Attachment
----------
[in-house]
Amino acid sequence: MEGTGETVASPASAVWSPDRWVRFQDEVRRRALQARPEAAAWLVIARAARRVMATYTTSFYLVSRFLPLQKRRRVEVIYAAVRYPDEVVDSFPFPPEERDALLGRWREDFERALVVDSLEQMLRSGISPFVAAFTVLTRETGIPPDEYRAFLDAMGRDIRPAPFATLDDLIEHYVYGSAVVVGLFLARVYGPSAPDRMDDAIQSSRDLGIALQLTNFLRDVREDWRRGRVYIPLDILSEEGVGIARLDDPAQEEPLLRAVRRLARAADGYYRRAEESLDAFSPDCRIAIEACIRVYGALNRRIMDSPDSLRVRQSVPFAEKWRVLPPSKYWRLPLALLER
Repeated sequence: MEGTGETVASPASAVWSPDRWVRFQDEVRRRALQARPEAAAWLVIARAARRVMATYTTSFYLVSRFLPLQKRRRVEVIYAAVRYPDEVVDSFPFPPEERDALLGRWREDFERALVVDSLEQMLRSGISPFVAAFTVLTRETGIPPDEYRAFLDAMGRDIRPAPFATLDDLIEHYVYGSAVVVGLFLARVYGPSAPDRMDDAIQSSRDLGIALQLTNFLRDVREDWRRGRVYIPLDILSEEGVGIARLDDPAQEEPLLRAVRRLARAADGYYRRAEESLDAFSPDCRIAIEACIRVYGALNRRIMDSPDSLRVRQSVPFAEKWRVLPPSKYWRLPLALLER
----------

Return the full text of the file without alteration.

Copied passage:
[in-house]
Amino acid sequence: MEGTGETVASPASAVWSPDRWVRFQDEVRRRALQARPEAAAWLVIARAARRVMATYTTSFYLVSRFLPLQKRRRVEVIYAAVRYPDEVVDSFPFPPEERDALLGRWREDFERALVVDSLEQMLRSGISPFVAAFTVLTRETGIPPDEYRAFLDAMGRDIRPAPFATLDDLIEHYVYGSAVVVGLFLARVYGPSAPDRMDDAIQSSRDLGIALQLTNFLRDVREDWRRGRVYIPLDILSEEGVGIARLDDPAQEEPLLRAVRRLARAADGYYRRAEESLDAFSPDCRIAIEACIRVYGALNRRIMDSPDSLRVRQSVPFAEKWRVLPPSKYWRLPLALLER
Repeated sequence: MEGTGETVASPASAVWSPDRWVRFQDEVRRRALQARPEAAAWLVIARAARRVMATYTTSFYLVSRFLPLQKRRRVEVIYAAVRYPDEVVDSFPFPPEERDALLGRWREDFERALVVDSLEQMLRSGISPFVAAFTVLTRETGIPPDEYRAFLDAMGRDIRPAPFATLDDLIEHYVYGSAVVVGLFLARVYGPSAPDRMDDAIQSSRDLGIALQLTNFLRDVREDWRRGRVYIPLDILSEEGVGIARLDDPAQEEPLLRAVRRLARAADGYYRRAEESLDAFSPDCRIAIEACIRVYGALNRRIMDSPDSLRVRQSVPFAEKWRVLPPSKYWRLPLALLER